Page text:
If an employee has an accident or injury covered by the Accident Compensation Corporation (ACC) scheme, the following apply:
- If an employee has a work-related or non-work related accident and gets weekly compensation, the employer can’t make the employee take time off as sick leave or as annual holidays.
- If an employee is getting weekly compensation from ACC, the employer doesn’t have to pay the employee.
- If the period of leave on ACC is more than five days, the employer and employee can agree that the employer will top up the ACC payment from 80 to 100% by using one day of the employee’s sick leave for every five days’ leave taken.
Non-work related accident
When the employee is taking leave for the first week of a non-work accident, they can use sick leave and/or annual leave if they have any.
If an employee has a work-related accident, the employer has to pay “first week compensation” equivalent to 80% of the employees’ earnings and can’t make the employee take the time as sick leave or as annual leave.
If an employee is getting “first week compensation” for a work-related accident, an employer and employee can agree that the employer will top up the first week from 80 to 100% by using one day of the employee’s sick leave for every five days’ leave.
An employee's annual leave is calculated as if the employee were still working.
When the employee ends their job after a period of being on ACC, the employer needs to pay any outstanding annual leave in the final pay based on gross income. The “first week compensation” paid by the employer is included in gross income. ACC compensation payments are not earnings, and are not included in gross income.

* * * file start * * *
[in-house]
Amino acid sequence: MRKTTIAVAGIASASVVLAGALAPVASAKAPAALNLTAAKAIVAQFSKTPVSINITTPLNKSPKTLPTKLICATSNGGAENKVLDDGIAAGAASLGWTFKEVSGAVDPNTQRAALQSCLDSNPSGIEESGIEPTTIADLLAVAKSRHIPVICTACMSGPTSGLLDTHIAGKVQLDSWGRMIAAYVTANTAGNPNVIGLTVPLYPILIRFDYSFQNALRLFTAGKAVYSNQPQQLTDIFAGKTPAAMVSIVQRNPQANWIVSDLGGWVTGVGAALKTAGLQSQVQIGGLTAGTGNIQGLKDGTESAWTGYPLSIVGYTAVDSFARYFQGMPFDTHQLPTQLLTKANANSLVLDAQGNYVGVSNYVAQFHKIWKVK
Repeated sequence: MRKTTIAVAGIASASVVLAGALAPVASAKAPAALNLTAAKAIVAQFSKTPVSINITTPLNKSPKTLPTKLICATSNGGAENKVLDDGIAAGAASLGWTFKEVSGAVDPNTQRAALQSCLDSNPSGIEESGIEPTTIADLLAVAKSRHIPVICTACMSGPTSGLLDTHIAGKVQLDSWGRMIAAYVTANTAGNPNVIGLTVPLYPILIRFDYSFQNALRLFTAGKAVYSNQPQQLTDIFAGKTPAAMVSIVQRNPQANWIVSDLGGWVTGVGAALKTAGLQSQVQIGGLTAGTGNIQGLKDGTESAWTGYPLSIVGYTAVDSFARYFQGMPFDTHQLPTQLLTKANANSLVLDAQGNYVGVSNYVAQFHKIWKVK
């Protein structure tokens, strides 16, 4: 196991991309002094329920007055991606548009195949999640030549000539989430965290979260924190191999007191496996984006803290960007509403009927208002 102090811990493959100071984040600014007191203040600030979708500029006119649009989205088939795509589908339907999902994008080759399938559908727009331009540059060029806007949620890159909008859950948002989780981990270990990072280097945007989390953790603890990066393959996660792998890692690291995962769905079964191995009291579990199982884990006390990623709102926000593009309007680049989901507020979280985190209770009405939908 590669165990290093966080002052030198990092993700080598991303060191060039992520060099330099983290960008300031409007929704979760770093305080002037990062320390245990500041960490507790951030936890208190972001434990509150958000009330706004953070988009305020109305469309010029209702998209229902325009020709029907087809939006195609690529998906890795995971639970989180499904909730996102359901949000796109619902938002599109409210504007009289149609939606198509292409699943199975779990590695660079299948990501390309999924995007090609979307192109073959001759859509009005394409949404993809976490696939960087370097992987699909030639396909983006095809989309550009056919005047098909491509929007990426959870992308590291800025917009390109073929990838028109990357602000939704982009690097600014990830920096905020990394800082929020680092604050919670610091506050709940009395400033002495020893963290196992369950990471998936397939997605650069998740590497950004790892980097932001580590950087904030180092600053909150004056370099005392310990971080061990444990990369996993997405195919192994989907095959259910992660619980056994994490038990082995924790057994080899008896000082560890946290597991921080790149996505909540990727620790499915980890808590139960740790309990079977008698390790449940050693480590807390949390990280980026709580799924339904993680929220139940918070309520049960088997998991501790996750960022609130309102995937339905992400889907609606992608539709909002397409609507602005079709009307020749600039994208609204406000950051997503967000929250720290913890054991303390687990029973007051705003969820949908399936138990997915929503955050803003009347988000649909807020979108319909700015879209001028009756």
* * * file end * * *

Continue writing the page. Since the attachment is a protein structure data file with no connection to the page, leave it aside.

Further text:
Since annual leave is calculated at the higher of the average weekly earnings for the 12 months before termination or the ordinary weekly pay, if the employee has been unpaid by the employer for over a year the average weekly pay equals zero. The employer then needs to use the ordinary weekly pay, which is the amount the employee would receive for an ordinary working week.
Many employees will still have an ordinary weekly pay even after being off work on ACC for a lengthy period, which is normally covered in the employment agreement. If there is nothing specified in the employment agreement, then the pattern of work and payment from when the employee was last working would decide what an ordinary weekly pay is for the employee. For example, an employee who works 40 hours a week at an hourly rate of $20 per hour would have an ordinary weekly pay of $800 despite being off work on ACC for over a year.
If it is genuinely not possible to determine ordinary weekly pay (for example, an employee with variable and unpredictable hours of work), the four-week average formula is applied to calculate the ordinary weekly pay. Because this formula involves an average of the earnings in the four weeks prior to termination, for an employee who is off work for more than four weeks, this would equal zero. For these employees, although they will have an entitlement to their unused weeks of annual leave, those weeks will have no monetary value.